FDA Says It Approved The Wrong Drug Plant
Heparin Probe Sends Inspectors to China

By Marc Kaufman
Washington Post Staff Writer
Tuesday, February 19, 2008

The Chinese facility that supplies the active ingredient of the widely used blood thinner heparin was never inspected by the Food and Drug Administration because the agency confused its name with another just like it, agency officials said yesterday.

The FDA said that a team of inspectors is headed now to China to inspect the plant as part of an effort to determine what may have caused a sudden spike in serious problems with the drug, which has been on the market since the 1930s.

More than 350 adverse reactions to the drug have been reported to the FDA since the end of 2007, including a dangerous lowering of blood pressure, breathing difficulties and vomiting. Four patients who took the drug died. One of its two manufacturers, Baxter International, stopped selling its multiple-dose vials of heparin earlier this month, and yesterday the FDA advised doctors to prescribe alternatives.

Millions of people each year are given the drug during dialysis or to prevent complications from surgery, but the FDA has never checked the Chinese plant where the active ingredient is made. The agency and Baxter are investigating whether anomalies in the ingredients from China could have caused the dangerous reactions in some patients.

Joseph Famulare, deputy director for compliance at the FDA's center for drug evaluation and research, said yesterday in a conference call with reporters that when the company that makes the active ingredient for heparin applied for FDA approval, the FDA thought the application had come from a different company with a similar name that had already been inspected.

"To date this is an isolated situation, but the wrong firm was put into the database," he said. Famulare declined to name the Chinese company approved by mistake.

FDA officials said that although federal law does not require inspections of foreign drugmakers, the agency will in most instances inspect before a new foreign drug, or foreign active drug ingredient, is allowed in an FDA-approved prescription medication. That inspection need not include an on-site visit if the foreign company has passed previous inspections for other drugs.

The Government Accountability Office and some members of Congress have concluded that the FDA lacks the resources to inspect thousands of imported drugs and drug ingredients, particularly those coming from India and China.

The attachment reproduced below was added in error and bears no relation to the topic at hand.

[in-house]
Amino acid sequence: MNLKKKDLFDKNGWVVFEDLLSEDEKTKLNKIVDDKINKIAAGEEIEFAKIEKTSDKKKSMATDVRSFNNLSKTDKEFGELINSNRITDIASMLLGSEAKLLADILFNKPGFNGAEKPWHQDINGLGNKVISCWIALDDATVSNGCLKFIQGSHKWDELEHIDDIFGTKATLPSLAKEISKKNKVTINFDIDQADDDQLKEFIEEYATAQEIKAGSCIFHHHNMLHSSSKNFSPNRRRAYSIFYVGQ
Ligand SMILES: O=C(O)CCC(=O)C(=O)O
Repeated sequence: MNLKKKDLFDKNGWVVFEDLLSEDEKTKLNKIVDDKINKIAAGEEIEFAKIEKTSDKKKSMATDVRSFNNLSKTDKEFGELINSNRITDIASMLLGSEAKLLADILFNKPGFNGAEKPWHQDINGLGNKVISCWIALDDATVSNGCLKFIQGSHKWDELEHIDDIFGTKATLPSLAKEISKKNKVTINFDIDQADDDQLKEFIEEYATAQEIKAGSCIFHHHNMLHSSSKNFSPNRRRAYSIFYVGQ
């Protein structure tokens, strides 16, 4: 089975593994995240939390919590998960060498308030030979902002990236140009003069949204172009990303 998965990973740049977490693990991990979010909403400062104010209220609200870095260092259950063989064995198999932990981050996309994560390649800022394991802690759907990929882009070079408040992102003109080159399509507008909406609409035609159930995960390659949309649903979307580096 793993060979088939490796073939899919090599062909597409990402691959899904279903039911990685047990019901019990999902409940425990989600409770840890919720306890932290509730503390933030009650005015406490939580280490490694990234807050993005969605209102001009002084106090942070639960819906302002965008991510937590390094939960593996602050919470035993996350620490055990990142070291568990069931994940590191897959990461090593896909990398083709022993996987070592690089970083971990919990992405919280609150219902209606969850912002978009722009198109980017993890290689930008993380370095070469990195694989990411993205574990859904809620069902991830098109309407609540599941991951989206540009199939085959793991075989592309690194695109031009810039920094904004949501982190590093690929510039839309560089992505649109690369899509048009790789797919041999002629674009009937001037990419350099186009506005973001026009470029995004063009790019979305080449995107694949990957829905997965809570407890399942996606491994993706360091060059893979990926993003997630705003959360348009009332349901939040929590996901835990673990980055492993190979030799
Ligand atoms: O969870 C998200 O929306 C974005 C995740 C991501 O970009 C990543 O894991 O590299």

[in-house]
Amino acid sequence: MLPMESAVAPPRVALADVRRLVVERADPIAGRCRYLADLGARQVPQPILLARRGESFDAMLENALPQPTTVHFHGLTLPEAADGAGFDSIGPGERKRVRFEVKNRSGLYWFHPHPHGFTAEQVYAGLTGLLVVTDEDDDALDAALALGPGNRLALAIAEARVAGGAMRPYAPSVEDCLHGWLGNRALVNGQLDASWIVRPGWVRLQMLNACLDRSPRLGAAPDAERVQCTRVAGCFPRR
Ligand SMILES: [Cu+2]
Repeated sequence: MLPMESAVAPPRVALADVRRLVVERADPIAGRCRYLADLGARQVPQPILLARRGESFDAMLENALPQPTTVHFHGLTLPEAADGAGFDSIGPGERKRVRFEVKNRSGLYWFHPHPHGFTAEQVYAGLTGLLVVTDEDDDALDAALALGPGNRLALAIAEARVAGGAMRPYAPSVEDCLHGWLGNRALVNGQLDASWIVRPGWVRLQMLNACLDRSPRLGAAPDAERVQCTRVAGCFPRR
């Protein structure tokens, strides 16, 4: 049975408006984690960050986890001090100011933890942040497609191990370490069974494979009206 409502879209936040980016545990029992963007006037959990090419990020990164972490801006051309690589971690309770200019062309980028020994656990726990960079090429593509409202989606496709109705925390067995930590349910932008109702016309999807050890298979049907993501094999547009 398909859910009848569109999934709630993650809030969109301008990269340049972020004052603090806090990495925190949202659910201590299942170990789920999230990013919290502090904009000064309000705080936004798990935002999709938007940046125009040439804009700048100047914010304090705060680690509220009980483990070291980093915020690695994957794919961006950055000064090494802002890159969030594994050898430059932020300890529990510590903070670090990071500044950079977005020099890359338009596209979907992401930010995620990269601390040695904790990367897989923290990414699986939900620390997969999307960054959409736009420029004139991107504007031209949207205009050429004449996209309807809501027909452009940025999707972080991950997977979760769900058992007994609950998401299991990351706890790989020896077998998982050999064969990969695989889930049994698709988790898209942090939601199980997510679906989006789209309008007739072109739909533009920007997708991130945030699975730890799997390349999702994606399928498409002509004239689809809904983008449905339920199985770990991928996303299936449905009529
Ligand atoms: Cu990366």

In a letter to the FDA last week, for example, Rep. John D. Dingell (D-Mich.), chairman of the House Energy and Commerce Committee, said that the heparin situation illustrates the "disastrous state of your agency's foreign inspection program related to pharmaceuticals manufactured abroad."

Dingell noted that the agency seems uncertain even of the number of foreign drugmakers, with one database saying there are 7,000 while another counts 3,000.

Widespread criticism of the FDA's work -- and pressure to change -- followed last year's discovery of tainted pet food from China, as well as lead paint on some toys and barely regulated drugs.

In response, FDA Commissioner Andrew C. von Eschenbach proposed basing FDA inspectors and technical advisers in China, India, the Middle East and three other regions. He also requested that the State Department approve a permanent FDA presence at the U.S. Embassy in Beijing and two American consulates in China.

In the teleconference yesterday, Michael Rogers, director of field investigations for the agency's Office of Regulatory Affairs, said that the heparin investigation is "one of the agency's top priorities" and that inspectors will stay in China until they determine whether health problems associated with the drug originated there. He said the agency is still unsure about the "root cause" of the adverse reactions.

The American market for the generic drug heparin is shared by Baxter and APP Pharmaceuticals. Baxter gets its product from Scientific Protein Laboratories, a Wisconsin-based company that finishes the drug both in the United States and in China, according to Baxter spokeswoman Erin Gardiner. Baxter sells 35 million vials of heparin a year, she said.

The active ingredient used by Baxter and APP is derived from an enzyme found in pig intestines and is made solely in China. But the reported problems have involved only Baxter's version of the drug, which uses an active ingredient from a manufacturing plant started by the Wisconsin firm called Changzhou SPL, west of Shanghai. It was opened in 2004.

According to the FDA, that plant has not been inspected by Chinese drug regulators, who sometimes do not visit facilities manufacturing for foreign markets. Baxter has said that it had sent its own representatives there to ensure proper manufacturing procedures were being followed six months ago.

Gardiner said that the company has detected slight variations between different lots coming from China.

When the application from the Changzhou firm was activated, Famulare said, it was mistaken for another Chinese firm that made a different drug. The FDA accepts previous positive inspections as sufficient proof that a company is doing a good job, and it can approve new drugs or drug ingredients based on that record.

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